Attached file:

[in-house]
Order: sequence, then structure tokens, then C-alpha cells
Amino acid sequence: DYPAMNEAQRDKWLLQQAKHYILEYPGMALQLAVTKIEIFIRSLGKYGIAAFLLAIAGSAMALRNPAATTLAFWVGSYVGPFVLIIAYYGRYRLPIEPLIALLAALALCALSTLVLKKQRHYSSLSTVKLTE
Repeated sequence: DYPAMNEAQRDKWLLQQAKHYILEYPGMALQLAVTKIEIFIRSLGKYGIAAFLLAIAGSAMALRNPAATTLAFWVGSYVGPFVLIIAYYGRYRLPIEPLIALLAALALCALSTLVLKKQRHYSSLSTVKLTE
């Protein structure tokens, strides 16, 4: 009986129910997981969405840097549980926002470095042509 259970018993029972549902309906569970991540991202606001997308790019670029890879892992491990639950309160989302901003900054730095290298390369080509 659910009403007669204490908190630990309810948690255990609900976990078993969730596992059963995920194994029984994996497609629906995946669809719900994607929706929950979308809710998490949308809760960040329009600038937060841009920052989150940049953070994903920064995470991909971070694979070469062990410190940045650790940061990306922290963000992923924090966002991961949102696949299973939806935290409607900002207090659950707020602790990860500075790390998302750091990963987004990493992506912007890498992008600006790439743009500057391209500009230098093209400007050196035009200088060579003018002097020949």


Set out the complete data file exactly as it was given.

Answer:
[in-house]
Order: sequence, then structure tokens, then C-alpha cells
Amino acid sequence: DYPAMNEAQRDKWLLQQAKHYILEYPGMALQLAVTKIEIFIRSLGKYGIAAFLLAIAGSAMALRNPAATTLAFWVGSYVGPFVLIIAYYGRYRLPIEPLIALLAALALCALSTLVLKKQRHYSSLSTVKLTE
Repeated sequence: DYPAMNEAQRDKWLLQQAKHYILEYPGMALQLAVTKIEIFIRSLGKYGIAAFLLAIAGSAMALRNPAATTLAFWVGSYVGPFVLIIAYYGRYRLPIEPLIALLAALALCALSTLVLKKQRHYSSLSTVKLTE
């Protein structure tokens, strides 16, 4: 009986129910997981969405840097549980926002470095042509 259970018993029972549902309906569970991540991202606001997308790019670029890879892992491990639950309160989302901003900054730095290298390369080509 659910009403007669204490908190630990309810948690255990609900976990078993969730596992059963995920194994029984994996497609629906995946669809719900994607929706929950979308809710998490949308809760960040329009600038937060841009920052989150940049953070994903920064995470991909971070694979070469062990410190940045650790940061990306922290963000992923924090966002991961949102696949299973939806935290409607900002207090659950707020602790990860500075790390998302750091990963987004990493992506912007890498992008600006790439743009500057391209500009230098093209400007050196035009200088060579003018002097020949």